Church officials say the timing of the sidewalk project has nothing to do with the annual demonstrations planned in Clearwater.
By THOMAS C. TOBIN
© St. Petersburg Times, published December 1, 1999
Ah, early December in downtown Clearwater.
Light poles wrapped in red holiday ribbons.
Trees along Cleveland Street abloom with tiny white lights.
And, now, a newer tradition: the annual game of cat and mouse between the Church of Scientology and about two dozen of its most vocal critics, who for three years have gathered in Clearwater to stage protests on the anniversary of the Dec. 5, 1995, death of Scientologist Lisa McPherson.
Once again, both sides are trying to outsmart each other.
And Scientology has struck first. The critics are arriving this week to find no sidewalks where they traditionally have walked while carrying anti-Scientology picket signs.
The church has torn up sidewalks on the north and west sides of its worldwide "mecca," the Fort Harrison Hotel.
Just around the corner, it has constructed a 20-foot-high steel scaffold sheathed in green mesh across the lower facade of the hotel, making walking there impossible.
It also has pulled up about 1,000 feet of sidewalk along Drew Street, most of it in front of its glistening Sandcastle property.
"They'd rather destroy their own property than see criticism," said Jeff Jacobsen of Arizona, an organizer of the annual picket.
Not true, church officials say. They contend the work has been planned for more than a year as part of a major expansion and improvement program downtown.
The old sidewalks, they say, will be replaced with "integrally colored stamped concrete" that will look and feel like bricks.
Though the public owns the sidewalks, the church has agreed to maintain them and is paying $500,000 to rebuild them.
The scaffolding is needed for roof, window and stucco repairs to the Fort Harrison, according to a city permit. Workers also will drill into the base of the building to test the load capacity for a skywalk that someday will connect the Fort Harrison with Scientology's mammoth new building under construction immediately across the street.
All that work simply coincides with the arrival of the pickets, said Mike Rinder, a top church official in town from Los Angeles.
"Sometimes I think they believe the whole world revolves around them," Rinder said. "They come in for a few days, and they think whatever happens goes on for them. Then they leave and Clearwater goes on. I'm surprised they're not saying Christmas is being held for them."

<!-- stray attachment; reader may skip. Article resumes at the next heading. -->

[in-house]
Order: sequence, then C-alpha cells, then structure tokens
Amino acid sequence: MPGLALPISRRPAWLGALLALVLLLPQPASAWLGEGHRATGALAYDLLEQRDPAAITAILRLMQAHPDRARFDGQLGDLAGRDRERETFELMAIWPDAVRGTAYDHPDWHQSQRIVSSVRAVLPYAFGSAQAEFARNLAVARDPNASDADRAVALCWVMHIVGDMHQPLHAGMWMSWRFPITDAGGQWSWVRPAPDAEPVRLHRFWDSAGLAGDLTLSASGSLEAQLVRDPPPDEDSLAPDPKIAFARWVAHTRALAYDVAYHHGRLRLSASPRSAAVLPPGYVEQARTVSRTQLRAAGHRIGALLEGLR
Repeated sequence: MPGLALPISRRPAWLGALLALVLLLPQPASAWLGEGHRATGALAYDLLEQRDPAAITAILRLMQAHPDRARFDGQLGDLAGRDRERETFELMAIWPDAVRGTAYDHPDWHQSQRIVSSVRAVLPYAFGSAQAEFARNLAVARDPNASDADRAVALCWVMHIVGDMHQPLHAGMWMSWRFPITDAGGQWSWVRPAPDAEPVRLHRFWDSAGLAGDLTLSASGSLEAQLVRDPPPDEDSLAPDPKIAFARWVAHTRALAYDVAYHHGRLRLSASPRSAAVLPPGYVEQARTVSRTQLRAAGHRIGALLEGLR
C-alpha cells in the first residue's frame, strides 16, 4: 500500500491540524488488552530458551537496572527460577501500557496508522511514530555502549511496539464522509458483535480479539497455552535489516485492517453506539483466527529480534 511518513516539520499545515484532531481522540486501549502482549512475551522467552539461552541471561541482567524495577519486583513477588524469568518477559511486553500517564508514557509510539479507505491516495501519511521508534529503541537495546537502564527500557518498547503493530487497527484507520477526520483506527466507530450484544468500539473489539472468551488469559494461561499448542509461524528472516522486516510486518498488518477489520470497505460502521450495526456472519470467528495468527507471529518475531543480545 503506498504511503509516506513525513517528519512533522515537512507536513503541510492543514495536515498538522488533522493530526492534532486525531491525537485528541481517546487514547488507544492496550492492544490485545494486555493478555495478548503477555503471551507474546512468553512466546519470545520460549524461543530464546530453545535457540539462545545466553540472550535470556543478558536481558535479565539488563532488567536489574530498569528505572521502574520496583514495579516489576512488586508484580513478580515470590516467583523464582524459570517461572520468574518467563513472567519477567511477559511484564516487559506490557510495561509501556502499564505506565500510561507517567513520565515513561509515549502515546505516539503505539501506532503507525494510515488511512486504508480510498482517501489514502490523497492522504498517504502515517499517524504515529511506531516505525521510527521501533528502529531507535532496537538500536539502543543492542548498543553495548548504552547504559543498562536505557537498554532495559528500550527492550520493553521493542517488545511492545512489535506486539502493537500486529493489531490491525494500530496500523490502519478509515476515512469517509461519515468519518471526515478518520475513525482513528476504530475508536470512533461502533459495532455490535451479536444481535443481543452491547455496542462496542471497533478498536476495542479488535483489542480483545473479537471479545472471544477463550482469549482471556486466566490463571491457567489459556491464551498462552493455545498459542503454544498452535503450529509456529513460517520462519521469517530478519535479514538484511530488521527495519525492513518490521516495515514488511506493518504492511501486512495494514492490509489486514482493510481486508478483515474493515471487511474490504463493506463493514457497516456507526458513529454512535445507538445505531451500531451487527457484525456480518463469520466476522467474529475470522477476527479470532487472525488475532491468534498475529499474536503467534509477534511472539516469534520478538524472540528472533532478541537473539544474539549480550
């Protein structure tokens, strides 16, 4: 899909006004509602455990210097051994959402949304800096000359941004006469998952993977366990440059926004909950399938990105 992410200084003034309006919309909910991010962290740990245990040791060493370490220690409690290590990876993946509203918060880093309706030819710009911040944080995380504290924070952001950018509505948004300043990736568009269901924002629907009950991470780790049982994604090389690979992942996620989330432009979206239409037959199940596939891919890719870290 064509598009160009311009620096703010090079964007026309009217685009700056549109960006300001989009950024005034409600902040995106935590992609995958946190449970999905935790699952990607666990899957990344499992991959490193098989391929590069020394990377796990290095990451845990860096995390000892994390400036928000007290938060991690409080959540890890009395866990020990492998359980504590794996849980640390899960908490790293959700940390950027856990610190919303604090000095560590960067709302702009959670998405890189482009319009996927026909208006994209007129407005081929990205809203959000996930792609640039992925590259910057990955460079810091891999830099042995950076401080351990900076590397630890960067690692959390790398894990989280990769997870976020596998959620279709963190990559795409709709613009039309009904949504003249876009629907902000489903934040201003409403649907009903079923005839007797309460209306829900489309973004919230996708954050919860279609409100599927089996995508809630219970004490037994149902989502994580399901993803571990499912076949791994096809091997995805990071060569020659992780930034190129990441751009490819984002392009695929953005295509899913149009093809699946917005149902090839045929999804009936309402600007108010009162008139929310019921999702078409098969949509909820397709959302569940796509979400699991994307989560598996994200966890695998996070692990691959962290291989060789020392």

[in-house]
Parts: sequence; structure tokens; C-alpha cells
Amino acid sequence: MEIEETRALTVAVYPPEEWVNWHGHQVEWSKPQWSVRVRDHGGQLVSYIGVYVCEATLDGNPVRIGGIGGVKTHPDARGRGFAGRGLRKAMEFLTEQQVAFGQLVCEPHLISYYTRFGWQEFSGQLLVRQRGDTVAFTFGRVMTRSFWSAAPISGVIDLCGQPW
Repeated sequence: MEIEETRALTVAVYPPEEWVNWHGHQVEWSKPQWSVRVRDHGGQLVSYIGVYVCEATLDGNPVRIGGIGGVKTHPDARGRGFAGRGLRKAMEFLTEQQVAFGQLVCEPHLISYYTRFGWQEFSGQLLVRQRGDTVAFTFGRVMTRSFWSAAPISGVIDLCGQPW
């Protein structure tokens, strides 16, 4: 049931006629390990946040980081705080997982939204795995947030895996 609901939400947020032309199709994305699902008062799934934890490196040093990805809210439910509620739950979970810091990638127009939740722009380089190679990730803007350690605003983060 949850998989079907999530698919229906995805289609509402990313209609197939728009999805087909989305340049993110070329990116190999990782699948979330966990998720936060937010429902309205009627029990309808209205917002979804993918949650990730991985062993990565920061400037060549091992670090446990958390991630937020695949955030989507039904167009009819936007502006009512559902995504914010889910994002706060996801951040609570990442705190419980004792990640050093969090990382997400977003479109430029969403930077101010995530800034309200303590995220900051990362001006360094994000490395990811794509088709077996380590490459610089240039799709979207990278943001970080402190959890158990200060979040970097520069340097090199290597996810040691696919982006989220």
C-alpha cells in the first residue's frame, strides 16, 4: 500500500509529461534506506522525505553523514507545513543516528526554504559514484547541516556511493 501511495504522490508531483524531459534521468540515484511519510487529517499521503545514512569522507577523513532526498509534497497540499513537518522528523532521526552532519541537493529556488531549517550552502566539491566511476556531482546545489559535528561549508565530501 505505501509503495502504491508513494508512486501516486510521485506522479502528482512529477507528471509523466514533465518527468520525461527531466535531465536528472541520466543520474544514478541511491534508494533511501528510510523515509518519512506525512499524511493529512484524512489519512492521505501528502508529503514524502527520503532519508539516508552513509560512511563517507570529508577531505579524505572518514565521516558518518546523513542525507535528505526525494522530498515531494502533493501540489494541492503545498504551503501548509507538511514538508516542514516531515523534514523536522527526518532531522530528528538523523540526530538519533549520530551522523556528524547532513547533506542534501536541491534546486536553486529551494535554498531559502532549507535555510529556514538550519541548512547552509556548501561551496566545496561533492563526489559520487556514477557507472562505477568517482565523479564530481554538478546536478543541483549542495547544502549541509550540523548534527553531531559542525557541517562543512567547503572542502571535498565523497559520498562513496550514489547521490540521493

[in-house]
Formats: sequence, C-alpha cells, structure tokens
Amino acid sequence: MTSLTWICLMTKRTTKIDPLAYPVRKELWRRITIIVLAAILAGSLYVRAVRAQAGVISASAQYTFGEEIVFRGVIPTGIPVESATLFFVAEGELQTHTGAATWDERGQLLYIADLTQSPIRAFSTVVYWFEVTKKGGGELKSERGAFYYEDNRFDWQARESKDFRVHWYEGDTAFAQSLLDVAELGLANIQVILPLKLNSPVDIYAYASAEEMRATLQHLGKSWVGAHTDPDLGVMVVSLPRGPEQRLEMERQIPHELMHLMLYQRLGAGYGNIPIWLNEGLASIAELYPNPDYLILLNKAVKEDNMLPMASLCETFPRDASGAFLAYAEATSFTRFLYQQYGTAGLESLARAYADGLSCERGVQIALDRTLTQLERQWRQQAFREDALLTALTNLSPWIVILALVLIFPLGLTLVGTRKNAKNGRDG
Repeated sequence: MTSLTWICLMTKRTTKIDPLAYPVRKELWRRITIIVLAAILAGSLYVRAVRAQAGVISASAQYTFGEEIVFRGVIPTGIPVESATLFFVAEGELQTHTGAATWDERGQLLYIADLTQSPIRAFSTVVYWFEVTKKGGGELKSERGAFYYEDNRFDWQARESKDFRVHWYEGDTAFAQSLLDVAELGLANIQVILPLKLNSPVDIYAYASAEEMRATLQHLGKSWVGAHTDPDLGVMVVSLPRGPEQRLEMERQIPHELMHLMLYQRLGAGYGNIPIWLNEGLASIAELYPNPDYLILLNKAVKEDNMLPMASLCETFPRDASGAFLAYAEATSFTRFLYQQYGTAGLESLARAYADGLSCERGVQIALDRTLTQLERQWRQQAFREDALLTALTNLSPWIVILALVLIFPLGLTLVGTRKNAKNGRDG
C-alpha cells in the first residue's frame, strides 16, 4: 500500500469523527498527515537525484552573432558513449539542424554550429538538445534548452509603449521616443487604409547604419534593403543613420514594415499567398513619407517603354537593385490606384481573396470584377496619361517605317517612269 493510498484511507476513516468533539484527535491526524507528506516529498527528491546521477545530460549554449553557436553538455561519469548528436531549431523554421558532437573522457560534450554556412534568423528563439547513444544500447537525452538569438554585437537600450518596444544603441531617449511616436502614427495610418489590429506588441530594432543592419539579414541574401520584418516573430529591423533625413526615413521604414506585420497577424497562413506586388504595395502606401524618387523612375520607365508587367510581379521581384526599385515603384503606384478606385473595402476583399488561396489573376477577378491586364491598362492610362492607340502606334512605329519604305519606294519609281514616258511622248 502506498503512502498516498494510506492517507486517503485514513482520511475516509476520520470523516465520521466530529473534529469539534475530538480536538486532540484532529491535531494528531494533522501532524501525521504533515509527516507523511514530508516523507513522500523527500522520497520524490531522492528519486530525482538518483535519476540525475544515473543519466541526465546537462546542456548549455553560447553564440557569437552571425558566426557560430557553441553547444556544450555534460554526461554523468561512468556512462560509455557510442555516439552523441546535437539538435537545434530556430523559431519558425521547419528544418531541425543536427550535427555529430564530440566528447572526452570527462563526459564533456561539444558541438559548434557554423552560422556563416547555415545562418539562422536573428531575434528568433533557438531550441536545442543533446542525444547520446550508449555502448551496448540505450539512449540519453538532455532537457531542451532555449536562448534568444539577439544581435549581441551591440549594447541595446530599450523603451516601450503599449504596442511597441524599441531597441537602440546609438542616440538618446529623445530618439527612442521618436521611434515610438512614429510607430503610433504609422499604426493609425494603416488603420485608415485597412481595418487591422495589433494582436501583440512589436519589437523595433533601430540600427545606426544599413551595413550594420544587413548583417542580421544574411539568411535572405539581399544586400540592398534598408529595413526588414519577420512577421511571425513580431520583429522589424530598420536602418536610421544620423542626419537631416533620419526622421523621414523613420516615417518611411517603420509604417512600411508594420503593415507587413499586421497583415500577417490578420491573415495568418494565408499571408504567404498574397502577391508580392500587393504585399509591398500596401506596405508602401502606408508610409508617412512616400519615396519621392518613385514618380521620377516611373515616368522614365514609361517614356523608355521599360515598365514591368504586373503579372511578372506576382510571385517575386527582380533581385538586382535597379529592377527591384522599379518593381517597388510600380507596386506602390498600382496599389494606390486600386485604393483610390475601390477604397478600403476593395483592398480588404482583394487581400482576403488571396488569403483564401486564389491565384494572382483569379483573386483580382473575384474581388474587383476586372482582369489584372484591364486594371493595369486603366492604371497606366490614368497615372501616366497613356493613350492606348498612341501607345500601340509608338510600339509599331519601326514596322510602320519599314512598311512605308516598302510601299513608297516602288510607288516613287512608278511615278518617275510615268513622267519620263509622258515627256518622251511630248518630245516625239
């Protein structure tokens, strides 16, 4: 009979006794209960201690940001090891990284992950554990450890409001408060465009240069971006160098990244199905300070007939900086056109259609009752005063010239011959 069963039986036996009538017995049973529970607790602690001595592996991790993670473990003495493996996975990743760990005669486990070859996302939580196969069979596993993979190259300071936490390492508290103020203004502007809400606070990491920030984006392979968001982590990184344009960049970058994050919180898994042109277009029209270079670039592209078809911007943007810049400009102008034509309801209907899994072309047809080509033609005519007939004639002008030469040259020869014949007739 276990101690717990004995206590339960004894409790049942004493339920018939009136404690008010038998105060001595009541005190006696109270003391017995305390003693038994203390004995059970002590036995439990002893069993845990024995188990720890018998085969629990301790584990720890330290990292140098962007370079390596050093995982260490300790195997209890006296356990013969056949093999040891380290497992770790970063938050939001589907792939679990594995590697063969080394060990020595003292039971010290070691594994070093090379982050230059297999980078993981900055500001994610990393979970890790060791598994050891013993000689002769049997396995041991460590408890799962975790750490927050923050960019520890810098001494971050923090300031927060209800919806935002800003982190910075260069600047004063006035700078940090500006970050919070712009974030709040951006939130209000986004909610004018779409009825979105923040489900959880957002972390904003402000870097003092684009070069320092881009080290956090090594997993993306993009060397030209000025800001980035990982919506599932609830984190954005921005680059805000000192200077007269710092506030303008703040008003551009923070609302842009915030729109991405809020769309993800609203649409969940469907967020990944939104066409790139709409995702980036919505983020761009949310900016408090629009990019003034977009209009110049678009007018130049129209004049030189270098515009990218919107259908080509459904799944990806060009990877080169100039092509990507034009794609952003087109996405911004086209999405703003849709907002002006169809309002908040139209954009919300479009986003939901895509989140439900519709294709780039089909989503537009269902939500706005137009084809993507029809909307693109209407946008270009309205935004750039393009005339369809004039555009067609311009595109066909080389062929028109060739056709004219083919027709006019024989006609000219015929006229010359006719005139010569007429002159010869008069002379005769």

Jacobsen was wholly unconvinced.
"It's the only hotel in the world that would tear up its sidewalk in its peak season," he said.
Rinder scoffed. The hotel always is crowded, he said. Peak is March, early May and summer.
The pickets will choose another place for their protest, Jacobsen said. They also plan a conference on "Scientology/Clearwater Relations" on Saturday at the Holiday Inn on U.S. 19 near Gulf-to-Bay Boulevard. A candlelight vigil is planned that evening.
The events, as in past years, memorialize McPherson, the Scientologist who died while in the care of church staffers after a 17-day stay at the Fort Harrison Hotel.
Last December, just before the critics gathered, the church tore up the sidewalk across the street from the hotel, where the critics had a permit to protest. But the group trumped the church, getting a second permit to picket directly in front of the hotel. And when critics also surprised the church with anti-Scientology advertising on local buses, church officials countered, persuading the bus system to remove the signs.
The previous year, Scientology had responded to planned pickets with a massive demonstration of its own. An estimated 3,000 Scientologists marched and chanted around police headquarters and the St. Petersburg Times Clearwater office, protesting what they said was discrimination against the church.
The pickets argue they are crusading against an organization that abuses its members. They say the church tries to deny the critics their First Amendment rights to voice opposition.
The church, in turn, portrays the critics as a motley group of hatemongers with nothing better to do than harass Scientologists. They say the critics are impinging on their First Amendment rights to practice their religion.